Seismo Blog

Suspicious Collapse of Twin Towers

Categories:   Taiwan  |  Buildings  |  Plate Tectonics  |  Under Taiwan  |  Preparedness, Risks, and Hazards

February 7, 2016 

Collapsed apartment buildings in Tainan

A singularity of destruction in a sea of normalcy: The collapsed Weiguan Jinlong residential building in Tainan after the 6.4 earthquake. (Photo: Taipei Times)

Pictures showing the destruction after a devastating temblor are never pretty. But the latest aerial photos coming out of the earthquake-struck city of Tainan in southern Taiwan are outright surreal. As far as the wide angle lens of the camera can see, the pictures show buildings which look undamaged and pristine. Only in the photo's center do two colossal grey apartment towers lie on their sides - keeled over as if they were felled like trees cut with a chainsaw. Rescue teams are still frantically searching for survivors. As of this writing more than one hundred people have been pulled out alive but more than 150 others are still missing, presumably trapped deep inside the fallen residential towers. The bodies of 13 residents who perished in the collapse have also been recovered.

To a seismologist's eye, however, this picture shows more than a surreal scene after one of nature's most devastating forces has struck. Why is it, one has to ask, that hundreds of buildings in Tainan's Yongkang District are intact while the twin 17-story towers of the Weiguan Jinlong residential building were left lying on their sides on Yongda Road when the shaking stopped? The earthquake itself, which occurred on Saturday shortly before 4:00 am (local time), had a magnitude of 6.4 and hence was only slightly larger than M=6.0 the South Napa earthquake of August 24, 2014.

According to the Central Weather Bureau, Taiwan's government agency tasked with seismic monitoring, the peak ground acceleration caused by the quake's seismic waves did not exceed more than 30 percent of a "g", the standard gravitational pull of the Earth. Seismic engineers call this amount of shaking "moderate". It will certainly be felt but should not lead to a catastrophic building failure, particular in a country like Taiwan, which has one of the most stringent earthquake resilient building codes in the world.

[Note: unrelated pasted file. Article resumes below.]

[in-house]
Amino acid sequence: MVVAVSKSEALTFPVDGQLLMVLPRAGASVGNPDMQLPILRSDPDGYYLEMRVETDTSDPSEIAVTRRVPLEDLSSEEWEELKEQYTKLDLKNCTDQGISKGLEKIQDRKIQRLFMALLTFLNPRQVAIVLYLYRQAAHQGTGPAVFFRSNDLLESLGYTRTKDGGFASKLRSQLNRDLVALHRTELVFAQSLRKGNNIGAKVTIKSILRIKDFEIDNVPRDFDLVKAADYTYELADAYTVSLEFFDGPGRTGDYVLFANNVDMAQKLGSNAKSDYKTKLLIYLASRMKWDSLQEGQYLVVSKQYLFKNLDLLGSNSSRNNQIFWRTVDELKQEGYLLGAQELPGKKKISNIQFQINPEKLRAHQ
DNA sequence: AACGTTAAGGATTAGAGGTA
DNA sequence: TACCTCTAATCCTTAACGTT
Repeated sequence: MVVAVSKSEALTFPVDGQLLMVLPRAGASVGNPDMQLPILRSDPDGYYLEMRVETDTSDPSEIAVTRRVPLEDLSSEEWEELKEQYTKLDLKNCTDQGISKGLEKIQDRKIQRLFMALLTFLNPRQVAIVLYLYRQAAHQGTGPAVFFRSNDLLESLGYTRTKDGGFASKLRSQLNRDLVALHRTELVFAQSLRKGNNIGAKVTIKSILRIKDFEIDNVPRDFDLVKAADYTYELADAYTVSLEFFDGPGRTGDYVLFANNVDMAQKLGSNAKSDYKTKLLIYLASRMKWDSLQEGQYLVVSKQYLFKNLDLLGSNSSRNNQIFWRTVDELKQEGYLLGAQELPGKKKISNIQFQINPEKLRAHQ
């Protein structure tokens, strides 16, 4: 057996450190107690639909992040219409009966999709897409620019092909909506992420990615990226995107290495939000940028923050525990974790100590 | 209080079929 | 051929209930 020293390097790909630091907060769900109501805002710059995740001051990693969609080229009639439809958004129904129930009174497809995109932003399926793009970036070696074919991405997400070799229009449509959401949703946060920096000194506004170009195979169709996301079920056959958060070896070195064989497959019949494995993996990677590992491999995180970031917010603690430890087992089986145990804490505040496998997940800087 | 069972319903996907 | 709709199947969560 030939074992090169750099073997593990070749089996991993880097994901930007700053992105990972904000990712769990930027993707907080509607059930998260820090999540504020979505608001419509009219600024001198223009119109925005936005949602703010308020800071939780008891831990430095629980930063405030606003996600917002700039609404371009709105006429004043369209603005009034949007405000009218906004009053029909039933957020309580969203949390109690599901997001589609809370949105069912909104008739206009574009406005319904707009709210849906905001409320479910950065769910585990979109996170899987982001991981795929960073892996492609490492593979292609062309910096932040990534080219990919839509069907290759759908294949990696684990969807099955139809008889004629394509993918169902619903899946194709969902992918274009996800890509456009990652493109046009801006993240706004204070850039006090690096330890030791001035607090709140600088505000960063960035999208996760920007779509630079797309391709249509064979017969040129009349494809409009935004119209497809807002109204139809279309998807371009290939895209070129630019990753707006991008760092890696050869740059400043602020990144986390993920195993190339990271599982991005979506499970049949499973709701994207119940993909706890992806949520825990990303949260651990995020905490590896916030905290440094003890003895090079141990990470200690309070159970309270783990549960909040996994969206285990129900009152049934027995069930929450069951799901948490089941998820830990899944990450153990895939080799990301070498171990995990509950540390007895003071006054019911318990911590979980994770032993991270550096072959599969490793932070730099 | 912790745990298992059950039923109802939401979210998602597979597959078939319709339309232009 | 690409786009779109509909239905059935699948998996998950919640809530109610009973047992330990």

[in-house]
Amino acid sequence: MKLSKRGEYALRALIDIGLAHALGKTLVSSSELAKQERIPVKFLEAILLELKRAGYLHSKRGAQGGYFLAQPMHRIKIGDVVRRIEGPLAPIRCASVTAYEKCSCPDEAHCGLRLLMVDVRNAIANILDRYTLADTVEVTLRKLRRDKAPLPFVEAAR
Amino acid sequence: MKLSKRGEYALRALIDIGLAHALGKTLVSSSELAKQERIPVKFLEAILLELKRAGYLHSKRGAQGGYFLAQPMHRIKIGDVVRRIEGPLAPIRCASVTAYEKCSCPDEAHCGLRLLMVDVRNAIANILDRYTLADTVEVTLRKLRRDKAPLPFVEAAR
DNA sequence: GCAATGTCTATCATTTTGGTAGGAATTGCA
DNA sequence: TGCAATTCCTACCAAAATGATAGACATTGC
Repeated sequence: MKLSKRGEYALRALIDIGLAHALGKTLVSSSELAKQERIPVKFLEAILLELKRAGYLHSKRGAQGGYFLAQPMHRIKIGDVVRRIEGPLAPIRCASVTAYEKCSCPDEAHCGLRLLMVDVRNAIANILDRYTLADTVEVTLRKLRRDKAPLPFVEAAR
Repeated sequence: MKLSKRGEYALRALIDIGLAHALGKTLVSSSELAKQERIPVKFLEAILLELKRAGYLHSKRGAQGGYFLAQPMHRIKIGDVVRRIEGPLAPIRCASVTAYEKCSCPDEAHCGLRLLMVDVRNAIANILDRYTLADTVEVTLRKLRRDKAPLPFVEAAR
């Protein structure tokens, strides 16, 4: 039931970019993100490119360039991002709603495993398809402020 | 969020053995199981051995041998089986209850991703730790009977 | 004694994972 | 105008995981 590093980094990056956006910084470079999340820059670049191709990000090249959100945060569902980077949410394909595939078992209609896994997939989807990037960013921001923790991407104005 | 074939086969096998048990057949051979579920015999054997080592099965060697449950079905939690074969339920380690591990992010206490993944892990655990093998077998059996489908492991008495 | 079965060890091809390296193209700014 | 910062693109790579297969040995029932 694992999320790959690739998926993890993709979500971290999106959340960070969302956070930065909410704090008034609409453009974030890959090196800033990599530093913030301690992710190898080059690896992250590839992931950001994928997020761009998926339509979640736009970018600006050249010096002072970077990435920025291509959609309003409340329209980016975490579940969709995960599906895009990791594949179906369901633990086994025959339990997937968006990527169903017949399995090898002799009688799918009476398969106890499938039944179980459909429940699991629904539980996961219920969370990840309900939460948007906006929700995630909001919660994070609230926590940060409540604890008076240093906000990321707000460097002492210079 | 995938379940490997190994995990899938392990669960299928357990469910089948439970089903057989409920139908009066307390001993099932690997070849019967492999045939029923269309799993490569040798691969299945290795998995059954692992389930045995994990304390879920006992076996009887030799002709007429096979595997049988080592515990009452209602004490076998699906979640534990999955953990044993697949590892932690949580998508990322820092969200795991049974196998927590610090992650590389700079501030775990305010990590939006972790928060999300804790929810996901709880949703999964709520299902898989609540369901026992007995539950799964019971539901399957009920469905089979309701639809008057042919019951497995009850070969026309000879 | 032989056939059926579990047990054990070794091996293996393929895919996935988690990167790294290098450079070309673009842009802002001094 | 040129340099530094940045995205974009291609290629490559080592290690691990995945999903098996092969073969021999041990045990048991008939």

Diagram showing Taiwan seismotectonics.

Map: Complex plate tectonics under Taiwan. The red star depicts the epicenter of Saturday's quake. (Source: National Central University, Taiwan)

Even though the blogger does not know the history of the Weiguan Jinlong residential building with its 96 apartments, something seems fishy: Damage in cities hit by moderate or strong earthquakes is never concentrated just in a single building. If only one building fails catastrophically and everything else is left standing with only cosmetic damage, one can only assume that the structure had a fundamental flaw in its design, or that its construction was very shoddy.

The reason that Taiwan has such stringent and mostly well enforced building codes is the island's location. The country sits on one of the tectonically most complex regions in the world, at the boundary between the Philippine Sea and Eurasia plates. There the two plates converge with a velocity of about 3 inches per year. However, the collision of the two plates is not straight forward subduction like under South America. North and east of the island, the Philippine Sea plate subducts beneath Eurasia along the Ryukyu Trench. South of the island, the South China Sea (on the the Eurasia plate) subducts beneath the Philippine Sea plate in the Manila Trench.

Besides the earthquakes associated with this complex subduction, Taiwan is often pummeled by temblors originating within the island's crust itself. Taiwan is dissected by a major north-south trending fault, which leads to devastating thrust earthquakes. The strongest of these occurred in April of 1935 and cost 3200 people their lives. The location of the so called Chi-Chi Earthquake on September 21, 1999 was also on this thrust fault, its epicenter a mere 60 miles from Saturday's quake. It had a magnitude of 7.6 and more than 2500 people were killed. The Taipei Times, an English language newspaper in Taiwan, reported on Sunday that the company which built the now-collapsed towers in 1994 was also involved in the construction of some of the structures which collapsed during the Chi-Chi earthquake. (hra115)